Make the recruitment experience fun. Whether it's creating an attractive booth at a college career fair or inviting students to fun social events to learn about your workplace, make their experience exciting and memorable and they won't forget your organization.

Use your young professionals to connect and engage with students. Send your other young professionals on-campus and encourage them to connect and engage with students. Have them tell positive and compelling stories about their careers and experiences at your organization.

Engage them over time. Maintain communication with students, especially if you begin recruiting early. Send them emails, call them, and let them know you are interested in them, particularly the exceptional talent that is vetting offers with your competitors.

Develop relationships with key faculty and college career centers. They will recommend top students to you and suggest jobs at your organization to students. Select and target efforts at a few key colleges with quality programs applicable to your staffing needs.

Create a job shadowing experience. Allow students to job shadow and witness your day-to-day operations to help them understand the job and experience the work environment. Pull out the bells and whistles and "wow" them with your hospitality while they are with you.

Use internship programs. There's no easier way to hire a May grad than by converting one of your interns into a full-time hire. You get the benefit of testing their skills and experiences before making an investment.

Provide the right pay and benefits package. For many college grads, their final decision comes down to basics: the highest offer and best benefits. Make sure you know what other companies are paying new college graduates in your geographic area, otherwise you may end up making an offer that is unattractive to your candidates and all of your fantastic recruiting efforts could go to waste.

College recruitment provides the opportunity to acquire fresh talent with tons of potential. Every organization can and should take advantage of these strategies to land a great young hire. 

Additional Resources

Intern & Recent Graduate Pay Rates & Practices Survey This survey collects information from Northeast Ohio employers about their internship and recent graduate employment and pay practices - including intern pay rates and college graduate starting salaries. This survey provides important information for employers planning to hire interns or new graduates.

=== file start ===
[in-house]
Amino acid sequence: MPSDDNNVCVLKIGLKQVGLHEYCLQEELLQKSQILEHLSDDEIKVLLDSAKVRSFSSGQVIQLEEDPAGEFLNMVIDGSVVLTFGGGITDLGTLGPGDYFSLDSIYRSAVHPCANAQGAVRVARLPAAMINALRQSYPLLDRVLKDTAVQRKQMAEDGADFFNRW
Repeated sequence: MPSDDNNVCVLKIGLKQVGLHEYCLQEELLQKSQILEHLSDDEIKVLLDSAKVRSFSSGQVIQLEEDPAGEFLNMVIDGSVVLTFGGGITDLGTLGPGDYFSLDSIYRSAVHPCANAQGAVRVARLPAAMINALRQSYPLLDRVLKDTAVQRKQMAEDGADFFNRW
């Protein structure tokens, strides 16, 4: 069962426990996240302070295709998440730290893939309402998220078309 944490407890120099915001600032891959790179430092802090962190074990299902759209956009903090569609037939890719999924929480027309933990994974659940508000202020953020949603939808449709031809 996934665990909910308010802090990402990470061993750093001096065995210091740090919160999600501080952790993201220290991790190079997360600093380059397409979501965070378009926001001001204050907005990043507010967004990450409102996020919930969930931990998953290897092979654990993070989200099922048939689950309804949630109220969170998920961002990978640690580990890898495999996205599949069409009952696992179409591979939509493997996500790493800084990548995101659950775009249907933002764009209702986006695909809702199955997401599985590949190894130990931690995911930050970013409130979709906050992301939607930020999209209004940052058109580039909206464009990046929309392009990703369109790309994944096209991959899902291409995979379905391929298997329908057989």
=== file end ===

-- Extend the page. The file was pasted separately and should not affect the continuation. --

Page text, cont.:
Project Assistance
ERC offers a broad range of HR consulting services and has expertise in developing selection systems, recruiting, and developing job descriptions. For more information about these services, please contact consulting@ercnet.org.

Save on Background Screening, Job Posting, Recruitment Services and More! ERC members save money with our Preferred Partner Network.

4 Reasons to Not Use Facebook for Hiring

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The 2012 controversy about employers screening job candidates by asking for their Facebook passwords has many employers wondering: should social media and online information be used in the hiring process and to what extent?

Most recruiting experts agree that social media can be used to effectively source and identify great talent. In fact, there is a good bit of evidence which shows that social media is a successful sourcing strategy for finding talent, especially passive candidates. Social media is quickly replacing other traditional recruitment methods such as postings and advertisements.

The main issue with social media is not in using it to find and source talent when recruiting, but rather when social media platforms like Facebook and other online information are used to assess and evaluate job candidates. While the goal should always be to eliminate the risk of a bad hire and hire a top performer, here are a few important reasons why using social media and other online information to evaluate job candidates poses problems.

1. There is limited research support for social media as a selection practice.

There is not enough conclusive and research-based evidence that supports social media as a predictor of future job performance and fit or as an effective hiring method. Though a 2012 study published in the Journal of Applied Social Psychology found a strong correlation between ratings of Facebook profiles and actual performance ratings of employees, this research must be replicated in order to make a stronger case for social media usage in the hiring and selection process.

2. Social media is not yet considered a valid or reliable hiring practice.